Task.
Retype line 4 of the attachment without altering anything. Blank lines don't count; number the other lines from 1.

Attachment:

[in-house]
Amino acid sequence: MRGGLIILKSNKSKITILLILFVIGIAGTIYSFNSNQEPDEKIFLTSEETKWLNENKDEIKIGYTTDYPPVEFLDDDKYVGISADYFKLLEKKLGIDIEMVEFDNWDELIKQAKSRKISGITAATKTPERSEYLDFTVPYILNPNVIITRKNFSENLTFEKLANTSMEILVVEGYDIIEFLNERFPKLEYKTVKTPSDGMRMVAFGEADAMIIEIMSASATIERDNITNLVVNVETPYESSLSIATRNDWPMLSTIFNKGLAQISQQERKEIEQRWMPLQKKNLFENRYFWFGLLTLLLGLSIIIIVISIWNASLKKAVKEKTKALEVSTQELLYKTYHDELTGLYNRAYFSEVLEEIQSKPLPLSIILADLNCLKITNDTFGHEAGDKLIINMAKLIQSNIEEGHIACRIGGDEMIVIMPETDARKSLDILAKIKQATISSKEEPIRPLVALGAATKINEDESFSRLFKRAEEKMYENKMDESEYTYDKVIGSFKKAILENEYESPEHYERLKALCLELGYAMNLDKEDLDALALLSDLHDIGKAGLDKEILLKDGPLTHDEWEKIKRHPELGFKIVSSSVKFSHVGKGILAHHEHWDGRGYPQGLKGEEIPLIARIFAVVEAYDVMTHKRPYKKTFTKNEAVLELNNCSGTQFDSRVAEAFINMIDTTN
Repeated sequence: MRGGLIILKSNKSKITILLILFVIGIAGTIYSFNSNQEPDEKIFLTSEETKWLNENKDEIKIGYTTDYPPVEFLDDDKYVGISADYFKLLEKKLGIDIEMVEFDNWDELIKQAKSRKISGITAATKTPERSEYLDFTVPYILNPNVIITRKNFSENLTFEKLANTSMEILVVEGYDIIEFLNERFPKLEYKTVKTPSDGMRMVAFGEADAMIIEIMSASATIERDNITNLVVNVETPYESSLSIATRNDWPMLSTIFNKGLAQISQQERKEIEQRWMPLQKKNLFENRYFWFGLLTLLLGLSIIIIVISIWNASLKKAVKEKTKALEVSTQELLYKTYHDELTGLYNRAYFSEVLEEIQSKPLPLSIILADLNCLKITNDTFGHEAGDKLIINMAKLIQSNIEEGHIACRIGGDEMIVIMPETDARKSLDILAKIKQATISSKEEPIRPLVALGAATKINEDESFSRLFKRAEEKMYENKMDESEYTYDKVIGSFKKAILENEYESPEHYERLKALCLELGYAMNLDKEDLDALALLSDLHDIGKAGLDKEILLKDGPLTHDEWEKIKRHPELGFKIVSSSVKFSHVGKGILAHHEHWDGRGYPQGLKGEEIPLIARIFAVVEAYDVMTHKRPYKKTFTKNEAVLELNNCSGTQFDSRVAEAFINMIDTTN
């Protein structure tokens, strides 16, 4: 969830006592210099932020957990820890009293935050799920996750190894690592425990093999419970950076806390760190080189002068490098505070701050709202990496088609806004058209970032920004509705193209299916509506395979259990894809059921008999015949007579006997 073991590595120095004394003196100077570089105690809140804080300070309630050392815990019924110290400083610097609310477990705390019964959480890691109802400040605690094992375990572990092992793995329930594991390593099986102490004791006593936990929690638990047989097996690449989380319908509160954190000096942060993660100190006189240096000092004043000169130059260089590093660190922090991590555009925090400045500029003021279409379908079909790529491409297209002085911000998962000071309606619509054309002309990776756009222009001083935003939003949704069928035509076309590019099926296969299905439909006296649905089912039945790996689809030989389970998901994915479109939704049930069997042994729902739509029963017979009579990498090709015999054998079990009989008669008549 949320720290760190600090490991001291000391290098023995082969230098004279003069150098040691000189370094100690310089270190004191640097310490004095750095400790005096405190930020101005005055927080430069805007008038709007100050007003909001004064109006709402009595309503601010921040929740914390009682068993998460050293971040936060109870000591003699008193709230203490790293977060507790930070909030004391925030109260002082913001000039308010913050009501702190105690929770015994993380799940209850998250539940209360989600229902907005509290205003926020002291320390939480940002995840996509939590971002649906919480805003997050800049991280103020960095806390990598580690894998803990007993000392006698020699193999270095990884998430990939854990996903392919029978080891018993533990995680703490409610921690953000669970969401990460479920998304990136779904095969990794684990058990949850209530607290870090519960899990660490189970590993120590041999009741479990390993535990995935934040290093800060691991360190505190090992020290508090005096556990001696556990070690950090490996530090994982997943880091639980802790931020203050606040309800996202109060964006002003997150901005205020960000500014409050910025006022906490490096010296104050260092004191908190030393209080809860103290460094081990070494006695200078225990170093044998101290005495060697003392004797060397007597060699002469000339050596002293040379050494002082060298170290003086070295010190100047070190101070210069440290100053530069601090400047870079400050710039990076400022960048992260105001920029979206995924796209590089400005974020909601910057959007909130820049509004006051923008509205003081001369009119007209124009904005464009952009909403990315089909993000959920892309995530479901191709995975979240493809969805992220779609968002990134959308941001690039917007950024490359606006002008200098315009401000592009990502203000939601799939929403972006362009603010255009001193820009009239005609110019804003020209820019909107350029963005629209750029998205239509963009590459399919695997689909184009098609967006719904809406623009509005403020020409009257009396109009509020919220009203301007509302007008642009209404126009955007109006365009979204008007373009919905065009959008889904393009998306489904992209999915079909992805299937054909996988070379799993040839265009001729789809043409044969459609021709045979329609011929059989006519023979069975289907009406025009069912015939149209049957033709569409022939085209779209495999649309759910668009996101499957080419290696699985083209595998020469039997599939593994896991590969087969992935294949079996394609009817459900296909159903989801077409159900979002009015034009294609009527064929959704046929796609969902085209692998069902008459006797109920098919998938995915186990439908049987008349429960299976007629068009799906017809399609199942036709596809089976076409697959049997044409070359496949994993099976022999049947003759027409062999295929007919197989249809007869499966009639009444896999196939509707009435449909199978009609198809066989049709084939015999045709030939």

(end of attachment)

């Protein structure tokens, strides 16, 4: 969830006592210099932020957990820890009293935050799920996750190894690592425990093999419970950076806390760190080189002068490098505070701050709202990496088609806004058209970032920004509705193209299916509506395979259990894809059921008999015949007579006997 073991590595120095004394003196100077570089105690809140804080300070309630050392815990019924110290400083610097609310477990705390019964959480890691109802400040605690094992375990572990092992793995329930594991390593099986102490004791006593936990929690638990047989097996690449989380319908509160954190000096942060993660100190006189240096000092004043000169130059260089590093660190922090991590555009925090400045500029003021279409379908079909790529491409297209002085911000998962000071309606619509054309002309990776756009222009001083935003939003949704069928035509076309590019099926296969299905439909006296649905089912039945790996689809030989389970998901994915479109939704049930069997042994729902739509029963017979009579990498090709015999054998079990009989008669008549 949320720290760190600090490991001291000391290098023995082969230098004279003069150098040691000189370094100690310089270190004191640097310490004095750095400790005096405190930020101005005055927080430069805007008038709007100050007003909001004064109006709402009595309503601010921040929740914390009682068993998460050293971040936060109870000591003699008193709230203490790293977060507790930070909030004391925030109260002082913001000039308010913050009501702190105690929770015994993380799940209850998250539940209360989600229902907005509290205003926020002291320390939480940002995840996509939590971002649906919480805003997050800049991280103020960095806390990598580690894998803990007993000392006698020699193999270095990884998430990939854990996903392919029978080891018993533990995680703490409610921690953000669970969401990460479920998304990136779904095969990794684990058990949850209530607290870090519960899990660490189970590993120590041999009741479990390993535990995935934040290093800060691991360190505190090992020290508090005096556990001696556990070690950090490996530090994982997943880091639980802790931020203050606040309800996202109060964006002003997150901005205020960000500014409050910025006022906490490096010296104050260092004191908190030393209080809860103290460094081990070494006695200078225990170093044998101290005495060697003392004797060397007597060699002469000339050596002293040379050494002082060298170290003086070295010190100047070190101070210069440290100053530069601090400047870079400050710039990076400022960048992260105001920029979206995924796209590089400005974020909601910057959007909130820049509004006051923008509205003081001369009119007209124009904005464009952009909403990315089909993000959920892309995530479901191709995975979240493809969805992220779609968002990134959308941001690039917007950024490359606006002008200098315009401000592009990502203000939601799939929403972006362009603010255009001193820009009239005609110019804003020209820019909107350029963005629209750029998205239509963009590459399919695997689909184009098609967006719904809406623009509005403020020409009257009396109009509020919220009203301007509302007008642009209404126009955007109006365009979204008007373009919905065009959008889904393009998306489904992209999915079909992805299937054909996988070379799993040839265009001729789809043409044969459609021709045979329609011929059989006519023979069975289907009406025009069912015939149209049957033709569409022939085209779209495999649309759910668009996101499957080419290696699985083209595998020469039997599939593994896991590969087969992935294949079996394609009817459900296909159903989801077409159900979002009015034009294609009527064929959704046929796609969902085209692998069902008459006797109920098919998938995915186990439908049987008349429960299976007629068009799906017809399609199942036709596809089976076409697959049997044409070359496949994993099976022999049947003759027409062999295929007919197989249809007869499966009639009444896999196939509707009435449909199978009609198809066989049709084939015999045709030939």